Self-care is a big topic of discussion at the moment; it’s all over people’s blogs, in lifestyle magazines and splashed all over Twitter and Instagram. But what does self-care actually mean? A lot of lifestyle writers take it to mean treating yourself to an early night and a bit of telly after a long, stressful day of work, so that you feel refreshed and ready to do it all again tomorrow. Some say it’s switching off your phone or limiting your social media time over the weekend, so you can take some time for you. And that’s all fine, and it all helps people feel better.
But what about the deeper side of self-care that not many people talk about? What if you can’t be ‘fixed’ by a bubble bath or if a face mask and a good book doesn’t make you feel any better? Self-care means looking after yourself in the long-term too. It means making sure you are okay, not just for a night but for life. It means taking time out to do the important things you have been putting off. It means dragging yourself down to the doctors even though you’re scared of what they might say. It means asking for help and getting yourself counselling when you know you can’t cope alone anymore. It means choosing a smoothie over another big bar of chocolate because you know it’ll make you feel better on the inside, or it means having a proper meal when you just feel like having cereal for dinner for the fifth night in a row.
Self-care means caring for yourself, your body, your health and your mind. It means putting yourself before things that can wait. That doctor’s appointment is more important that being an hour late for work. That counselling session is more important than not taking an afternoon’s holiday.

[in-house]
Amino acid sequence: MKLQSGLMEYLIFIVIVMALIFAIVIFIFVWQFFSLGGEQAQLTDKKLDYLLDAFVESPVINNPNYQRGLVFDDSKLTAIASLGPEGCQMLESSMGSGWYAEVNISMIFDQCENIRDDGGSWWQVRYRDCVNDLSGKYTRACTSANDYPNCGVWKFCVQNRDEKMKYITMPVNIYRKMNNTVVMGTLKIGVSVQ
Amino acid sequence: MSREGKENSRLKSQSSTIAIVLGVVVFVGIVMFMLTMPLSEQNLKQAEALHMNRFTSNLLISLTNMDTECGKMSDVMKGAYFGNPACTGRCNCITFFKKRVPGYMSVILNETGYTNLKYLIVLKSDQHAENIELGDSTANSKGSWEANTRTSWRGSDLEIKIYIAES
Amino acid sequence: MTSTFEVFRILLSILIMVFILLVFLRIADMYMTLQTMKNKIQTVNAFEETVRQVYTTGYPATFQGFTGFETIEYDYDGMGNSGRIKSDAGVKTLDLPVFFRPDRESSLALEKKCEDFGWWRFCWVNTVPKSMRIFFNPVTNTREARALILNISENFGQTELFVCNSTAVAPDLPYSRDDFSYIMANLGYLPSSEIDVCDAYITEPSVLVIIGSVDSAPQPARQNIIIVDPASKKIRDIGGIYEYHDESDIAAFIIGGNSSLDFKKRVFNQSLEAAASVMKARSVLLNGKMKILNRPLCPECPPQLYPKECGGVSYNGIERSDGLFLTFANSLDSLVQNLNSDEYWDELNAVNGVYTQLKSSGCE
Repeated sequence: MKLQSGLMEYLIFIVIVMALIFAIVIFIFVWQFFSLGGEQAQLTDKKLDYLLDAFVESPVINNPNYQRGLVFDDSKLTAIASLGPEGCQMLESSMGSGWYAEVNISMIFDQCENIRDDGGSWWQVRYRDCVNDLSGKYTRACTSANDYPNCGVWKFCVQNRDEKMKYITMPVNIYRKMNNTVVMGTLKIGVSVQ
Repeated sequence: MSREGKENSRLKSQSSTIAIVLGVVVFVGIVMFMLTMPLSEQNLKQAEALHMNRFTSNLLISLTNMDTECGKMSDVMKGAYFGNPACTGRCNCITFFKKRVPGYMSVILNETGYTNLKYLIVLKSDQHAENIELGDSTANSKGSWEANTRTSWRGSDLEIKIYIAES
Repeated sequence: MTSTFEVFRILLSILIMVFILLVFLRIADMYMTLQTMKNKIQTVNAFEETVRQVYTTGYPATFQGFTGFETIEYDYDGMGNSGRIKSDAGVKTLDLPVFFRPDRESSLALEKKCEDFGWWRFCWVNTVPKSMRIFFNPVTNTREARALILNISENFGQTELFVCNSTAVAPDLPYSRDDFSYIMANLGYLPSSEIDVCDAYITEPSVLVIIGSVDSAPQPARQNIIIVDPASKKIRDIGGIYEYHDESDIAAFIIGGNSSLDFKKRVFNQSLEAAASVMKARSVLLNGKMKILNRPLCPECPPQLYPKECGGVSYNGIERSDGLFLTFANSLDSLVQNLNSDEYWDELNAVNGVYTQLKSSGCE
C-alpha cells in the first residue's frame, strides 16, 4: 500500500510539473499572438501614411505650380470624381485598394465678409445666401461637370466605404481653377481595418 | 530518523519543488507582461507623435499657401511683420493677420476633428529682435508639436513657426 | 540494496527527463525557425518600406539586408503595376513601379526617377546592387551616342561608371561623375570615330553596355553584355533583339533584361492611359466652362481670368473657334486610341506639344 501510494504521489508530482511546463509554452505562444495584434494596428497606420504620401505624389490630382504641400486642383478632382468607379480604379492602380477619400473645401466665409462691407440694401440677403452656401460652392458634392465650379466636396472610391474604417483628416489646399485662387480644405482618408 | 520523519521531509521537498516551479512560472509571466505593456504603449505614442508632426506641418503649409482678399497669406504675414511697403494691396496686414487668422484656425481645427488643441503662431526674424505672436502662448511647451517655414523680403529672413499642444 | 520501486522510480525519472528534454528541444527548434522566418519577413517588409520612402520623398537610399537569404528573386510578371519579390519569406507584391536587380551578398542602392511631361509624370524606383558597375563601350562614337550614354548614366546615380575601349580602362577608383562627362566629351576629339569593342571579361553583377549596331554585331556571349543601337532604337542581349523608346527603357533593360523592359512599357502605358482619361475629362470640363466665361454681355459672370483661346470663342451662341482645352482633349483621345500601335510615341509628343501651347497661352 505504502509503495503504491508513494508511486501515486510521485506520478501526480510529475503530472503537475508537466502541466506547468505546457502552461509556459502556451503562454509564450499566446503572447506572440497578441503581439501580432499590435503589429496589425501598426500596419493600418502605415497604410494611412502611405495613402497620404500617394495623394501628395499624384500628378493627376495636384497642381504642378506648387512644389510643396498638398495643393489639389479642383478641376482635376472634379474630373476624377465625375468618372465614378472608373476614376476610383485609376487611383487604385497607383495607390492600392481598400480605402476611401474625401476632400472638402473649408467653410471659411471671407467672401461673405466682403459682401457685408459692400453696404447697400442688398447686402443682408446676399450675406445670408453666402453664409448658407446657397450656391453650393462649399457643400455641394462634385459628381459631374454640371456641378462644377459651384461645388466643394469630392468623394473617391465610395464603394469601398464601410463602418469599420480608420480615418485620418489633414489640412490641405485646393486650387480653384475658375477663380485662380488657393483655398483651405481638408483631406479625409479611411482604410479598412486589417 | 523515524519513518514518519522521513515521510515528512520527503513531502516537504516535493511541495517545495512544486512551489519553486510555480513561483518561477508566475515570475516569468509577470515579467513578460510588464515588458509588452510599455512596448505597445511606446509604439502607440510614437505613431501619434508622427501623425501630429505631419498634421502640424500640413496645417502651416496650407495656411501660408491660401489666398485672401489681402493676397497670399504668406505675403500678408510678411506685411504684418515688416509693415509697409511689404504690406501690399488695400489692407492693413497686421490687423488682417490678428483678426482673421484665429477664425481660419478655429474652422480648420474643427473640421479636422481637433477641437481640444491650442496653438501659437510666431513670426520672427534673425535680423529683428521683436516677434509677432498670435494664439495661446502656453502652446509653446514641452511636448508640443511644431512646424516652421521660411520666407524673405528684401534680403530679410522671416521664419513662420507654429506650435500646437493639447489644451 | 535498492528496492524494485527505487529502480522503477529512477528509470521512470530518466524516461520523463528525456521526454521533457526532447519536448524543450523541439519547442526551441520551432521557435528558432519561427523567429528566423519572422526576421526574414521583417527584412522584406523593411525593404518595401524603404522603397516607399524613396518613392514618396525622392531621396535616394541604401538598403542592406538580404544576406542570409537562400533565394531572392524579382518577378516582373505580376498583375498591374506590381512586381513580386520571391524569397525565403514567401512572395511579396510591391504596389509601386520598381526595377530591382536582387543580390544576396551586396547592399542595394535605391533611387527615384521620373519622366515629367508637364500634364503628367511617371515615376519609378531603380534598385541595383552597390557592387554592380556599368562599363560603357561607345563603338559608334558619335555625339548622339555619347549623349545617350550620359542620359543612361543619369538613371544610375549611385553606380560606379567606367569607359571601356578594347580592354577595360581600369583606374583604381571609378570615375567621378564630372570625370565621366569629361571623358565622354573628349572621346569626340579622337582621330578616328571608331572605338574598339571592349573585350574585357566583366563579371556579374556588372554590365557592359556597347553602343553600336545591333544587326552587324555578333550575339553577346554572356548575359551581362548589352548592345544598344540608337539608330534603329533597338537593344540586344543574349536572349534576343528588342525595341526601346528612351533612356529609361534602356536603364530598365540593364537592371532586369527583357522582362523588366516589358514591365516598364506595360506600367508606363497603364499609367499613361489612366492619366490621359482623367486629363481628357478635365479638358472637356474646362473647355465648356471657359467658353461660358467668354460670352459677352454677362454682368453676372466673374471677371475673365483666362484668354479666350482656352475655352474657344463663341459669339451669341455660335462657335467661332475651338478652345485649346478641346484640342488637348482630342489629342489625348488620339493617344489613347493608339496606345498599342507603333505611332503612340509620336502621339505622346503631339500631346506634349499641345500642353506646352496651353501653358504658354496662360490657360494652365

I’m not saying the bubble baths, Netflix, nail painting or turning off your phone don’t help, because, they do (feeling good in your day – to – day life makes looking after your wellbeing a lot easier) – things like this just shouldn’t be used to trick yourself into pretending you’re looking after yourself and taking time to care for you. If getting up a little later or having a hot bath helps you get up in the morning then that’s great, but if you’re not tackling the problem that causes you to need these things to help you get up in the mornings then one day they won’t help. Self-care means looking deep into yourself and figuring out what you really need and addressing it.
Sometimes, after a long, stressful day at the office all you need is a long hot soak, but sometimes you need much more than that. Sometimes self-care means letting other people help, sometimes it means saying enough is enough and letting go of what makes you miserable, sometimes it means thinking of your future well-being instead of the here and now.
What are your thoughts on the topic of self-care? Do you think this deeper side of self-care needs to be talked about more? Let me know in the comments!
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